It is possible that what is really at play here is an emotional response to protest culture. Seeing the Black Lives Matters miscreants and Baltimore rioters on one side of the line, conservatives instinctively want to be on the other side of the line. The same thing happened with the Iraq-war protests: When the dirty hippies take to the barricades, conservatives are drawn to the other side. That led to some bad thinking and poor decision-making about Iraq. Are we making the same mistake with regard to police misconduct and allegations of police misconduct?

Let him with eyes see.

Confused Statists

Why conservatives and Republicans should be defensive about the fact that Baltimore, Los Angeles, Cleveland, and Honolulu are misgoverned to various degrees of criminality is a mystery. Conservatives with real political power in those cities are as scarce as hen’s teeth. Could it really be something so simple as the fact that we do not feel comfortable standing on the same side of a bright red line as the malefactors in Ferguson and such opportunists as DeRay Mckesson, now a Baltimore mayoral candidate, and Al Sharpton? Sharpton is a grotesque and one of the most dishonest men in American public life, but that does not mean that the people running Baltimore and its police department aren’t also crooked. Some police officers are indeed heroes. Some are villains. Most are ordinary, time-serving municipal employees like any other, and telling ourselves otherwise is sentimental rubbish.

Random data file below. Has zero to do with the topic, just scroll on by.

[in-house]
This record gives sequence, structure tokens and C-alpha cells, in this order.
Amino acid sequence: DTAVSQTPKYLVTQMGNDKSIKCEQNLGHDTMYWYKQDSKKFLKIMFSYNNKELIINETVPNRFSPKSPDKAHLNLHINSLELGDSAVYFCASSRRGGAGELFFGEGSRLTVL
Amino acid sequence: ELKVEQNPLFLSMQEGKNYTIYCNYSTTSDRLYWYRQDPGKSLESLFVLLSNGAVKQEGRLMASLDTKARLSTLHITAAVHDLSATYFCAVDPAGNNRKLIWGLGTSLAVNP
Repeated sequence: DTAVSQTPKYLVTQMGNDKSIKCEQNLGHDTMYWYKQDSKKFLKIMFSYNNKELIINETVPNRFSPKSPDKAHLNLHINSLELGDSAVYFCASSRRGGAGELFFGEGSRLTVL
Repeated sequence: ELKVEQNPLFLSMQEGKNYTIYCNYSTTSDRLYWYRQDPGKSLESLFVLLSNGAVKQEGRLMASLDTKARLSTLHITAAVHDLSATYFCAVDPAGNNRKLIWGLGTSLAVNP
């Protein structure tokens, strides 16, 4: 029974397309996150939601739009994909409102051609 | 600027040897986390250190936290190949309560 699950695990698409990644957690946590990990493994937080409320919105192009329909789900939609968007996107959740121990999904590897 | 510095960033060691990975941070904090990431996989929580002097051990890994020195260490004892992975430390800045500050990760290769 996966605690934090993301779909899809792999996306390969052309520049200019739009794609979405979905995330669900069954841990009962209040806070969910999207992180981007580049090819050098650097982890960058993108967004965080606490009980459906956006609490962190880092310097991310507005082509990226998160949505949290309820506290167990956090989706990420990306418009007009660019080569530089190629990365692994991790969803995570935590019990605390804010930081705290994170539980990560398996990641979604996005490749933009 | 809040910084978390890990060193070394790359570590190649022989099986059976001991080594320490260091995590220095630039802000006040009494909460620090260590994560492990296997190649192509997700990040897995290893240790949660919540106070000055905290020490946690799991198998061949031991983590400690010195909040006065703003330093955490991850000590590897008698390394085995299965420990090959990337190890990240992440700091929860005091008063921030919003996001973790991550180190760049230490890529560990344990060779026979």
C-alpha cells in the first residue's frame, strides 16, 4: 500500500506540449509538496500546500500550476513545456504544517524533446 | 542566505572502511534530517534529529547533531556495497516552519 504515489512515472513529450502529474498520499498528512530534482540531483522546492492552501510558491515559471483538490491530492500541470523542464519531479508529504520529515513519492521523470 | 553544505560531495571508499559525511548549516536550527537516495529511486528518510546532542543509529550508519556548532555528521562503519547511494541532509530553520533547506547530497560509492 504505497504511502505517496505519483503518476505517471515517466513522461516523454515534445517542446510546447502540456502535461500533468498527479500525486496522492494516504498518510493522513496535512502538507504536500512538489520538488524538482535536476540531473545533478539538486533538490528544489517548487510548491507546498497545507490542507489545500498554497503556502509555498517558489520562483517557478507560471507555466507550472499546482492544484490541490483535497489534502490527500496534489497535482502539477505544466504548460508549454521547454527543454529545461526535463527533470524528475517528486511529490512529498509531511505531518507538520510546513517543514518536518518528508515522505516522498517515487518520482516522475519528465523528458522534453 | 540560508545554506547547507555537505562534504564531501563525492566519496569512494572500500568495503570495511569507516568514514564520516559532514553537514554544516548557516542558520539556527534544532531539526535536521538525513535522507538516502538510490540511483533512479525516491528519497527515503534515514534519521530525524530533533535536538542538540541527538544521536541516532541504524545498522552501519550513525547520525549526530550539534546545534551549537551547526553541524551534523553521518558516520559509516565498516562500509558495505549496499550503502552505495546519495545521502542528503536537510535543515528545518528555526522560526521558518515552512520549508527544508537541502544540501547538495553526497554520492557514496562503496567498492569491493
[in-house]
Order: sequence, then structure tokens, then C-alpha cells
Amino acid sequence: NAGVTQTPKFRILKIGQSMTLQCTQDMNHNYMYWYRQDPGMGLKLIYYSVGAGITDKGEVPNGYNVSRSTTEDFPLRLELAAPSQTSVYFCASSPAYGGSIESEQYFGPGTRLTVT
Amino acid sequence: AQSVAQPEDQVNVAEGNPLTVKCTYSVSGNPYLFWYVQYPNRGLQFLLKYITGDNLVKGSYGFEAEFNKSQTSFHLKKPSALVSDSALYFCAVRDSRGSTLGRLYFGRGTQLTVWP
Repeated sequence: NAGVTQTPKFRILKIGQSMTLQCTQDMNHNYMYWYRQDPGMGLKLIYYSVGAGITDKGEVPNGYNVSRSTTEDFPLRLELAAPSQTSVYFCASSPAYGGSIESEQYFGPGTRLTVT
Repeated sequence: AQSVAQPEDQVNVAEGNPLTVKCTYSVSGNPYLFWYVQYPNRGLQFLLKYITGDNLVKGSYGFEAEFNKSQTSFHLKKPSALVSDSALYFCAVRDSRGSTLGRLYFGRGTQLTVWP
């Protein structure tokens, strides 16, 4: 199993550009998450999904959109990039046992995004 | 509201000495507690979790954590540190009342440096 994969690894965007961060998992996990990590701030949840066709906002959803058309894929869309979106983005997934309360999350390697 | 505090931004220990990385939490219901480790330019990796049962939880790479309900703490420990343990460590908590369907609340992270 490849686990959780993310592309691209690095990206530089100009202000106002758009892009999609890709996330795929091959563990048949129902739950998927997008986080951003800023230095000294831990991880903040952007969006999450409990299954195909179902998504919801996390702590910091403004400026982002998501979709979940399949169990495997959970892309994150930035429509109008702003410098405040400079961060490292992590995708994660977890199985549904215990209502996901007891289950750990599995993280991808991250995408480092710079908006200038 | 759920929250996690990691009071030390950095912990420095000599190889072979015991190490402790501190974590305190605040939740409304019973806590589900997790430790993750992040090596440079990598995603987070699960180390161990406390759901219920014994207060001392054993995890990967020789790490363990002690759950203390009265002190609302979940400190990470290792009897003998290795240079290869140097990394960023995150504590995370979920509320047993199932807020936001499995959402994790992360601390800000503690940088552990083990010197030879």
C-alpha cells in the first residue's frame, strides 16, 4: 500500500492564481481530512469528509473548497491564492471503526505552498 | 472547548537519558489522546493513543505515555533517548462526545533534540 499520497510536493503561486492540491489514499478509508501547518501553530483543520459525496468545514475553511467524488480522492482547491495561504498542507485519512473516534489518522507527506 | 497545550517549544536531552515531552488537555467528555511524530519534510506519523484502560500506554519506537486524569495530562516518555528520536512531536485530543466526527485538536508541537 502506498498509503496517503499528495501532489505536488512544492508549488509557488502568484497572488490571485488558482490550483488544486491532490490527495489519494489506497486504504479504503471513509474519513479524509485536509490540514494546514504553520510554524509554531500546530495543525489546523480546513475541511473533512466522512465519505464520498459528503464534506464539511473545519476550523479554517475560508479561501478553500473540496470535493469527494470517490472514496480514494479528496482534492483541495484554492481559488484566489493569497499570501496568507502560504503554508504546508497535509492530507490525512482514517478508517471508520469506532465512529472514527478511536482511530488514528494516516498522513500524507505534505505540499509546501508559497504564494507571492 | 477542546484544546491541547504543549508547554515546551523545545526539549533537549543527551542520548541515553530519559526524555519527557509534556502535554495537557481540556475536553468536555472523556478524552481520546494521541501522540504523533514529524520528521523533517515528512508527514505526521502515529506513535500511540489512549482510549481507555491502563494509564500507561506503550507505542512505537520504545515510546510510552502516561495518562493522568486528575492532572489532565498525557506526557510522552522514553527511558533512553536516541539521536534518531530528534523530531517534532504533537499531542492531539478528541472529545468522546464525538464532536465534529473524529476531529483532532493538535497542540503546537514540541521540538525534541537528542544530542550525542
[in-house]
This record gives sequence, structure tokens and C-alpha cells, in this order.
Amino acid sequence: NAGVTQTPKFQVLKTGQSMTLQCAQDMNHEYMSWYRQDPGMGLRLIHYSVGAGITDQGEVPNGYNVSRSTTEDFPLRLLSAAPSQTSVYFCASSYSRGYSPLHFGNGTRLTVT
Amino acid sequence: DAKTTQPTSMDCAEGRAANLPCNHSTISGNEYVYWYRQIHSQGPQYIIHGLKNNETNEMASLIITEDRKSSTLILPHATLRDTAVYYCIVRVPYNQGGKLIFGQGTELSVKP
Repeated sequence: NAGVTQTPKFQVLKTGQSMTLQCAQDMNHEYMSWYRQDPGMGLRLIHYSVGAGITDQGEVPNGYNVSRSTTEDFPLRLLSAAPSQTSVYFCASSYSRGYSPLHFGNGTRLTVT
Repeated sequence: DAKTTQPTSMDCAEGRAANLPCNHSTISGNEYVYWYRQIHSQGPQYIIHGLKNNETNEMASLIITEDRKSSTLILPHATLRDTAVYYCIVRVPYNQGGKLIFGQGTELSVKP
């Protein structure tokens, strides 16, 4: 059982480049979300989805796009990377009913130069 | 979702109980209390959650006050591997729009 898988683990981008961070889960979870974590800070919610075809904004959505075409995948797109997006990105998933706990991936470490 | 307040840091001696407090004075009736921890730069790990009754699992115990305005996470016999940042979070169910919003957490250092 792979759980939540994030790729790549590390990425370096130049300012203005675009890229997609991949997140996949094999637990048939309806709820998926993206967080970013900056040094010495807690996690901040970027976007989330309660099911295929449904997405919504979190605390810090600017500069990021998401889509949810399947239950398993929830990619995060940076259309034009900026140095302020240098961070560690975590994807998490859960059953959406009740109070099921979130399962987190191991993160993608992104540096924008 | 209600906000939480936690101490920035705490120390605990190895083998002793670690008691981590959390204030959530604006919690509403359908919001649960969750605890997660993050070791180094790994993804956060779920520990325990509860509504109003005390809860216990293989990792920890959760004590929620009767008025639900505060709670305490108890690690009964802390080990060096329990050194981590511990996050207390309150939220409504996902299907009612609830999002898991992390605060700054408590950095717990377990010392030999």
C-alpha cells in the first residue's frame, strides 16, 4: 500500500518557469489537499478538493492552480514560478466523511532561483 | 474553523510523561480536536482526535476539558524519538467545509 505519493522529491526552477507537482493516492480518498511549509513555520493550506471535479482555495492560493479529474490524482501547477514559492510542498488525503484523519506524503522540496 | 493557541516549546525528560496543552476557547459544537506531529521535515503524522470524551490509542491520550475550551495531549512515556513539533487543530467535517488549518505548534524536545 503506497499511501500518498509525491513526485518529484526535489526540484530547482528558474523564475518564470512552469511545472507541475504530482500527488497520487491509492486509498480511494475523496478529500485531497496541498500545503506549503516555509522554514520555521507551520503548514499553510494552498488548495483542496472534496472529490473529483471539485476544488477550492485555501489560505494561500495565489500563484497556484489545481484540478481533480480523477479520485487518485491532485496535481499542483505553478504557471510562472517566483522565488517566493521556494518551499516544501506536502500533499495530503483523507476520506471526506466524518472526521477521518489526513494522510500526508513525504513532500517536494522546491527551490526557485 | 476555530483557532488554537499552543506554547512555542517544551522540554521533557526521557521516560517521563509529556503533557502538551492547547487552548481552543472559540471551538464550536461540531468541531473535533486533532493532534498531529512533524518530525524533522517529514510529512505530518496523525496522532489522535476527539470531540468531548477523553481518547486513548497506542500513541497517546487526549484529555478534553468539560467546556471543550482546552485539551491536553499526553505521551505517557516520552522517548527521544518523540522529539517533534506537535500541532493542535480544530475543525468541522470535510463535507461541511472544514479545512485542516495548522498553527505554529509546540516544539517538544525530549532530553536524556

These Are Not the Good Guys: The Right is deluding itself about law enforcement. By Kevin Williamson

See Radley Balko’s column for more examples.

“Why do you people love the state so much? It doesn’t love you.”
Michael Munger

Appalachia